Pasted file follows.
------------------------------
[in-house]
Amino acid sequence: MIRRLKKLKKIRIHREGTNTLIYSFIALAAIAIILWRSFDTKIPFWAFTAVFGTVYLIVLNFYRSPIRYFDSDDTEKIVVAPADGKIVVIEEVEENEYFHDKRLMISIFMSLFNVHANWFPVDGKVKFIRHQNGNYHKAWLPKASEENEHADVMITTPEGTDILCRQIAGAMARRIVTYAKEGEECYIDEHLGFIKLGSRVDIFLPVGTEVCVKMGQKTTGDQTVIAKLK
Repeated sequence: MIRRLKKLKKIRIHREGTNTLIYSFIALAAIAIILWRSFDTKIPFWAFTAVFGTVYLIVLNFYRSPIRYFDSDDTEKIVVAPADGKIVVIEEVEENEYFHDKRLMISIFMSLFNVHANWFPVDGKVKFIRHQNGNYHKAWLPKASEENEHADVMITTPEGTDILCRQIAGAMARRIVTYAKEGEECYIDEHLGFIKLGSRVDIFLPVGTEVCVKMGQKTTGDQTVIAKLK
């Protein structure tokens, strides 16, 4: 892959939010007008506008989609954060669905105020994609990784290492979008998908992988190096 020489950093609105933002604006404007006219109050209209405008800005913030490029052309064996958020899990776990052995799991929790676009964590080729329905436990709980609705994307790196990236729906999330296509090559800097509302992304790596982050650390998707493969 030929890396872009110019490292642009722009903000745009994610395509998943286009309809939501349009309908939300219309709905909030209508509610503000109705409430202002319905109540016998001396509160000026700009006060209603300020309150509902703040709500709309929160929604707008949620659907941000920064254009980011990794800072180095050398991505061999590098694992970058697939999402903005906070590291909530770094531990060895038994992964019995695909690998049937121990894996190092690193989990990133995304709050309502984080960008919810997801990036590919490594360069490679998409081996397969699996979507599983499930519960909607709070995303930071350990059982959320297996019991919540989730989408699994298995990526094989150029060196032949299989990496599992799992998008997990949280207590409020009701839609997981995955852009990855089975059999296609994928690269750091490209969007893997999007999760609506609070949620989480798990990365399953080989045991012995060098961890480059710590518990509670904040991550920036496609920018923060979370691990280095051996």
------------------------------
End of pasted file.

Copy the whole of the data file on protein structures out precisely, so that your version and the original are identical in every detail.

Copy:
[in-house]
Amino acid sequence: MIRRLKKLKKIRIHREGTNTLIYSFIALAAIAIILWRSFDTKIPFWAFTAVFGTVYLIVLNFYRSPIRYFDSDDTEKIVVAPADGKIVVIEEVEENEYFHDKRLMISIFMSLFNVHANWFPVDGKVKFIRHQNGNYHKAWLPKASEENEHADVMITTPEGTDILCRQIAGAMARRIVTYAKEGEECYIDEHLGFIKLGSRVDIFLPVGTEVCVKMGQKTTGDQTVIAKLK
Repeated sequence: MIRRLKKLKKIRIHREGTNTLIYSFIALAAIAIILWRSFDTKIPFWAFTAVFGTVYLIVLNFYRSPIRYFDSDDTEKIVVAPADGKIVVIEEVEENEYFHDKRLMISIFMSLFNVHANWFPVDGKVKFIRHQNGNYHKAWLPKASEENEHADVMITTPEGTDILCRQIAGAMARRIVTYAKEGEECYIDEHLGFIKLGSRVDIFLPVGTEVCVKMGQKTTGDQTVIAKLK
């Protein structure tokens, strides 16, 4: 892959939010007008506008989609954060669905105020994609990784290492979008998908992988190096 020489950093609105933002604006404007006219109050209209405008800005913030490029052309064996958020899990776990052995799991929790676009964590080729329905436990709980609705994307790196990236729906999330296509090559800097509302992304790596982050650390998707493969 030929890396872009110019490292642009722009903000745009994610395509998943286009309809939501349009309908939300219309709905909030209508509610503000109705409430202002319905109540016998001396509160000026700009006060209603300020309150509902703040709500709309929160929604707008949620659907941000920064254009980011990794800072180095050398991505061999590098694992970058697939999402903005906070590291909530770094531990060895038994992964019995695909690998049937121990894996190092690193989990990133995304709050309502984080960008919810997801990036590919490594360069490679998409081996397969699996979507599983499930519960909607709070995303930071350990059982959320297996019991919540989730989408699994298995990526094989150029060196032949299989990496599992799992998008997990949280207590409020009701839609997981995955852009990855089975059999296609994928690269750091490209969007893997999007999760609506609070949620989480798990990365399953080989045991012995060098961890480059710590518990509670904040991550920036496609920018923060979370691990280095051996």